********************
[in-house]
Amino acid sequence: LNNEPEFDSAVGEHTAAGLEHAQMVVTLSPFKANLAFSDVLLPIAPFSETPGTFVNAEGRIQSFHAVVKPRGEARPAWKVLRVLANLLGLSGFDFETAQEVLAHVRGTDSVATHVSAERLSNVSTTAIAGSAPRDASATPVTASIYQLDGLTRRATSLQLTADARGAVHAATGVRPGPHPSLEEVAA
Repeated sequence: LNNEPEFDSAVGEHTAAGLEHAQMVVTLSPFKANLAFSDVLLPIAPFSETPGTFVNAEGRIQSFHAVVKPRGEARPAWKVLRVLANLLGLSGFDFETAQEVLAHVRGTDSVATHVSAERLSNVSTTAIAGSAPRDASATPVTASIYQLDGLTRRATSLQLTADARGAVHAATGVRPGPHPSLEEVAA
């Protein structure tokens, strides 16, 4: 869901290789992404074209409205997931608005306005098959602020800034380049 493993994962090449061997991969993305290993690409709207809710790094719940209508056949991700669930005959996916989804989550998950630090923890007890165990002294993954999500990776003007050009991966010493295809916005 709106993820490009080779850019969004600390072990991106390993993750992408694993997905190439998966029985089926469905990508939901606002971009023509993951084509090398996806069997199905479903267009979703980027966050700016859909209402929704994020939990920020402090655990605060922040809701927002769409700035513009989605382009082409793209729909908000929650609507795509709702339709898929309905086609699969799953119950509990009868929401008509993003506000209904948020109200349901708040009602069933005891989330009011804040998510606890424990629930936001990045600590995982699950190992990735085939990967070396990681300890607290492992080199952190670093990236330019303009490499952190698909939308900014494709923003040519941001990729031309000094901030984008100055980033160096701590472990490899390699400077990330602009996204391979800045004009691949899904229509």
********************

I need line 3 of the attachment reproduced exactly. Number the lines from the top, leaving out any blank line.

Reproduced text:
Repeated sequence: LNNEPEFDSAVGEHTAAGLEHAQMVVTLSPFKANLAFSDVLLPIAPFSETPGTFVNAEGRIQSFHAVVKPRGEARPAWKVLRVLANLLGLSGFDFETAQEVLAHVRGTDSVATHVSAERLSNVSTTAIAGSAPRDASATPVTASIYQLDGLTRRATSLQLTADARGAVHAATGVRPGPHPSLEEVAA